Puget Systems Echo: Intel and AMD Showdown at 65 Wattsby Dustin Sklavos on March 21, 2012 2:35 AM EST
- Posted in
- Mini ITX
- Sandy Bridge
When I started testing these two systems from Puget Systems I honestly wasn't prepared for the kind of tug of war that would occur. Fundamentally, the expected results are on the page: the Intel CPU outclasses the AMD APU at every turn, while AMD's integrated graphics hardware thoroughly outclasses Intel's. I'm not going to lie either, the results are about what you'd expect. What impressed me was just how wide the gaps were. Take a look.
While the A6-3500's CPU performance would certainly be fine for a notebook, it's absolutely lousy on the desktop. Granted much of our competition is pretty unfair, with overclocked systems abounding, but look at how badly it even struggles against a last-generation Phenom II X4 955, much less the Intel Core i5-2320 in the Alienware X51. The i7-2600S is consistently two-to-three times faster in roughly the same power envelope.
To be fair, though, these results need to be framed in a more meaningful way than just "the A6-3500's CPU is dog slow." We need to consider the environments in which these systems are going to be used, and at the risk of sounding like an AMD apologist, I don't see many situations where the Intel chip's mammoth lead on the A6-3500 is going to be relevant. The A6-3500 is fine for basic Photoshop work, and neither of these systems are really ideal for serious video editing, where you need a much faster storage subsystem and CPU/GPU than either can provide either internally or externally.
Where a computer is much more likely to see frequent (if casual) use is in trying to run games, and here's where things take a turn.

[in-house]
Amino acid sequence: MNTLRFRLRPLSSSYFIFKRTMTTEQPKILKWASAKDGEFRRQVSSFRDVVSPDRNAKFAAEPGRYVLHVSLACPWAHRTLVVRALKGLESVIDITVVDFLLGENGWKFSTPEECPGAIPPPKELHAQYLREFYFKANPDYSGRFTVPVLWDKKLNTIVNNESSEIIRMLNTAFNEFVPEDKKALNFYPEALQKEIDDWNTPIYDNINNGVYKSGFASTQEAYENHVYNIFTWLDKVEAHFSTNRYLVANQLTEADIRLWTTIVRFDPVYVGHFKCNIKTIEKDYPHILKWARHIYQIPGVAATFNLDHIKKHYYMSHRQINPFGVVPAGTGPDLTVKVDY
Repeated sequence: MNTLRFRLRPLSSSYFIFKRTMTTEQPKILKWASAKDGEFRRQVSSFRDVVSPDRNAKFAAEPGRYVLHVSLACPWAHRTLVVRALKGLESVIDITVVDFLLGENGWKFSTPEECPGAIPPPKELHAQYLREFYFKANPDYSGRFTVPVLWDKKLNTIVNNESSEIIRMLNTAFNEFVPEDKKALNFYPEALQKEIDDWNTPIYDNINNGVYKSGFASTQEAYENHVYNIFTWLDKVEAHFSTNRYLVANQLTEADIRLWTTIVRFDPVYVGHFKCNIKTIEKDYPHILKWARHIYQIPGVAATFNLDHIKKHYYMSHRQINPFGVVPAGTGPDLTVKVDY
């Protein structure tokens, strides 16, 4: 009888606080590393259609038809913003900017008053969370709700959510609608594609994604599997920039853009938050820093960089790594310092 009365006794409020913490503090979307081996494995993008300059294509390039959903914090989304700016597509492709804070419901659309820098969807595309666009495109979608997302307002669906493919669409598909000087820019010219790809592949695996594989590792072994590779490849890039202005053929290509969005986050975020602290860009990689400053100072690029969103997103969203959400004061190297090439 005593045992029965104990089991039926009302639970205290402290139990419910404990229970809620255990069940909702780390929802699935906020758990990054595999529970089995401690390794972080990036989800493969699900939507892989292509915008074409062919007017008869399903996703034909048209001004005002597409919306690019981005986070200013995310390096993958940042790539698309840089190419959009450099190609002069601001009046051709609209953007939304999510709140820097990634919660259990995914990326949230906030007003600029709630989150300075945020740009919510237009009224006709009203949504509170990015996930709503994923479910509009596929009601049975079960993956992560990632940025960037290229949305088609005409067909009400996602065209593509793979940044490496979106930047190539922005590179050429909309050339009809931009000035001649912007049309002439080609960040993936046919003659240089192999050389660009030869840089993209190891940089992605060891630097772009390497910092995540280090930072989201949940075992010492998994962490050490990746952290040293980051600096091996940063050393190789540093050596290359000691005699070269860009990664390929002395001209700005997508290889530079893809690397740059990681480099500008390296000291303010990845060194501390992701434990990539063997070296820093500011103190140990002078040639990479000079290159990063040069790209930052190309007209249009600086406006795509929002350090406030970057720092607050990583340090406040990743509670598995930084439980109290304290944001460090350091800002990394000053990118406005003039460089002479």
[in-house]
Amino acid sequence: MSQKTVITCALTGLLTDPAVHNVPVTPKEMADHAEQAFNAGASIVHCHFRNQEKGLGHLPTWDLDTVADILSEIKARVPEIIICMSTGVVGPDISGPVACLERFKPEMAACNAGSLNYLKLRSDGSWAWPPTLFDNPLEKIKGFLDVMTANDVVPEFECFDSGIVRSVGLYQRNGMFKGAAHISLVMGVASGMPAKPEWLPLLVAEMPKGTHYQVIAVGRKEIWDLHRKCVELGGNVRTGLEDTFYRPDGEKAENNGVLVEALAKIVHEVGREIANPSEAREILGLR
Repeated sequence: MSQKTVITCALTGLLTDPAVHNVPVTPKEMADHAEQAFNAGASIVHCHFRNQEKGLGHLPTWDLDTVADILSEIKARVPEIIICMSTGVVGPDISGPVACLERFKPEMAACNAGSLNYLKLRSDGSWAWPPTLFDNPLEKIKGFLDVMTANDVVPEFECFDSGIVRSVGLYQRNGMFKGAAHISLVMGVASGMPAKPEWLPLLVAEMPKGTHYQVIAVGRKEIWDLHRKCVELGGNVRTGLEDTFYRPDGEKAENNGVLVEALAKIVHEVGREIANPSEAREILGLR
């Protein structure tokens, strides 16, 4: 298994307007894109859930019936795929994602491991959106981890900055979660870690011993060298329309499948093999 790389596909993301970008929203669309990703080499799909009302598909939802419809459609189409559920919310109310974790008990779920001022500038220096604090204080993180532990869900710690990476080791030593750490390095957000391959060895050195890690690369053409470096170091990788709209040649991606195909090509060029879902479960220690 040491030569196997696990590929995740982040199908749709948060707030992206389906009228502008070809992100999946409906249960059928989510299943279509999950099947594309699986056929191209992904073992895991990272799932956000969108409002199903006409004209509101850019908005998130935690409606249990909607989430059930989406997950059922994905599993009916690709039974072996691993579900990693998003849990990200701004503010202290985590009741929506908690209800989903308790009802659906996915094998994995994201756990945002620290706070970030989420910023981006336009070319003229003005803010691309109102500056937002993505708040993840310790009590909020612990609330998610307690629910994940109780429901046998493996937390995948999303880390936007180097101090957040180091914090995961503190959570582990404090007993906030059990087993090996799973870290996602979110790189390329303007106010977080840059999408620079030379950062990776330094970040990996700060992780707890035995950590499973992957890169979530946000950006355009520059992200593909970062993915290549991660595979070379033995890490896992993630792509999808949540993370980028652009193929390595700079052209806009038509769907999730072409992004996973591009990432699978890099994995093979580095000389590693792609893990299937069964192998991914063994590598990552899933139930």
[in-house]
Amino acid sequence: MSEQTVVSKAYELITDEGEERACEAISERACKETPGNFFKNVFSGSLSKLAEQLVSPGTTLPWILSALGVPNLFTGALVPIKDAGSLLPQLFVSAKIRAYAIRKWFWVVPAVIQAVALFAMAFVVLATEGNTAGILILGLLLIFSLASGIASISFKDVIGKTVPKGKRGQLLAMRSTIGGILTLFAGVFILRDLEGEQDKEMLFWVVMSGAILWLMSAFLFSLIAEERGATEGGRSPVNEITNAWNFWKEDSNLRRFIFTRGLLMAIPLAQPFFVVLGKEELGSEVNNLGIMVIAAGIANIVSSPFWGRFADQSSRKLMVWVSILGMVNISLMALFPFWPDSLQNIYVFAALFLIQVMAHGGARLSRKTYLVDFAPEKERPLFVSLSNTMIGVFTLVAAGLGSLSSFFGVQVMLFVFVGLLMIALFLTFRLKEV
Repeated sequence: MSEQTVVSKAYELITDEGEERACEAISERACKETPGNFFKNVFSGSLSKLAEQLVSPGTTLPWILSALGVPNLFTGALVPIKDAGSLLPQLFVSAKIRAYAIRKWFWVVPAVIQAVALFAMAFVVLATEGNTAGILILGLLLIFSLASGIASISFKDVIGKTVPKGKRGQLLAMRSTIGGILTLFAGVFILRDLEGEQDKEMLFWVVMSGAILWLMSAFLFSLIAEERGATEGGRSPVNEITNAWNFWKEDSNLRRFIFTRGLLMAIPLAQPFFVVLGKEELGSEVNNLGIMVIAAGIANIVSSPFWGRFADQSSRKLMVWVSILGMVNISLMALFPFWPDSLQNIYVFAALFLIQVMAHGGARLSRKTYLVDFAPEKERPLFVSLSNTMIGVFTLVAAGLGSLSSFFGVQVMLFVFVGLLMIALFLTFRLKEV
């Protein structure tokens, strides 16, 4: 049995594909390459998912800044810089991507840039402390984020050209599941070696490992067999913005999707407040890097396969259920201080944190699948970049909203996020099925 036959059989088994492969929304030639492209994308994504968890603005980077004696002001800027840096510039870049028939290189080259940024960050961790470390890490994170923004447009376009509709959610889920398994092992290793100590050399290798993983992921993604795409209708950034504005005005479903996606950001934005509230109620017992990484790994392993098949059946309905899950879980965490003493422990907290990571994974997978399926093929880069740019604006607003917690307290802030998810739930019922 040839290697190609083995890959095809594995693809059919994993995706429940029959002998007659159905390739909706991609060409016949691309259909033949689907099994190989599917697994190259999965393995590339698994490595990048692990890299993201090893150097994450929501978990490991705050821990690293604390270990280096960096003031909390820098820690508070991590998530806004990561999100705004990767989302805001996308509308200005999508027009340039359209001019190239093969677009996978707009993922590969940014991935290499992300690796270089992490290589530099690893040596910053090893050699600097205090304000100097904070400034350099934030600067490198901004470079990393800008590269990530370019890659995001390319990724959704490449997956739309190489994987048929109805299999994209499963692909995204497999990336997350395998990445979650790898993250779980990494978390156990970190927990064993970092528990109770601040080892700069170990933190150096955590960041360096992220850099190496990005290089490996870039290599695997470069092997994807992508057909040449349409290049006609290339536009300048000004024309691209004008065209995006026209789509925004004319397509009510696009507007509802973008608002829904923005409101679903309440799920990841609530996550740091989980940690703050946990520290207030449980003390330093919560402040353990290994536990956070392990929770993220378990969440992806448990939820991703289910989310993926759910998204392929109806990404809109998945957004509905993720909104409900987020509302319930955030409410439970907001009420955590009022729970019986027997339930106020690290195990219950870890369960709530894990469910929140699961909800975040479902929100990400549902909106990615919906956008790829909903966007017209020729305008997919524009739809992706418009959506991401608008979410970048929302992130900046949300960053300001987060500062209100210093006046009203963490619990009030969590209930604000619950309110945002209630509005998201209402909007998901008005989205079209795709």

The Intel Core i7-2600S with its crippled IGP can't even run two of our benchmarks, and only produces playable performance in one of them: Portal 2, with its ancient (albeit updated) Source engine. Meanwhile, the Radeon HD 6530D inside the A6-3500 can stretch its legs and deliver playable performance across every game except Battlefield 3, where a dip in resolution or settings will render that game playable as well.
Granted, these are conservative settings at a relatively low resolution, but the point remains that if someone wants to play a game on the A6-3500, they can, and reasonably comfortably. I've seen someone suddenly decide they want to try and play a game only to discover their system's integrated graphics can't handle it at all, and forums are rife with threads of people asking how to upgrade the graphics of their cheap desktops or their notebooks being met with the same answer: "you're screwed." With larger desktop systems, it's a different matter, but for mini-ITX and laptops you have to be prepared to live with whatever graphics the system includes from the factory.
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sabot00 - Wednesday, March 21, 2012 - linkA trip to the Wikipedia page for Llano http://en.wikipedia.org/wiki/AMD_Fusion#.22Llano.2...
Shows that the A6-3500 is FAR, FAR from the best AMD has in the 65 W space.
The A6-3600 and A6-3620 deliver 4 cores at 2.1 and 2.2GHz (another whole core compared to the 3500)
Meanwhile, in the A8 it gets worse, the A8-3800 and 3820 deliver 4 cores at 2.4 and 2.5GHz WHILE ALSO giving the HD6550D (400 SP's, 80 more than the 3500).
Leaving AMD 1 core, 400 MHz, and 80 SP's down just feels wrong.
HW_mee - Wednesday, March 21, 2012 - link1. This is Anandtech, what did you expect?
2. Puget only sells the AMD system with an A4-3400 and the A6-3500.
Anandtech can only review pre-assembled systems as the systems are sold, the fact that Anandtech cares to compare such vastly different system is a different debate.
Arnulf - Wednesday, March 21, 2012 - linkFine, but it woudl make sense to cobble together their own setup using the best components that still fit same thermal envelope (afteralkl a user might decide to upgrade !). This means fastest 65W APU and fastest memory that is supported by that CPU.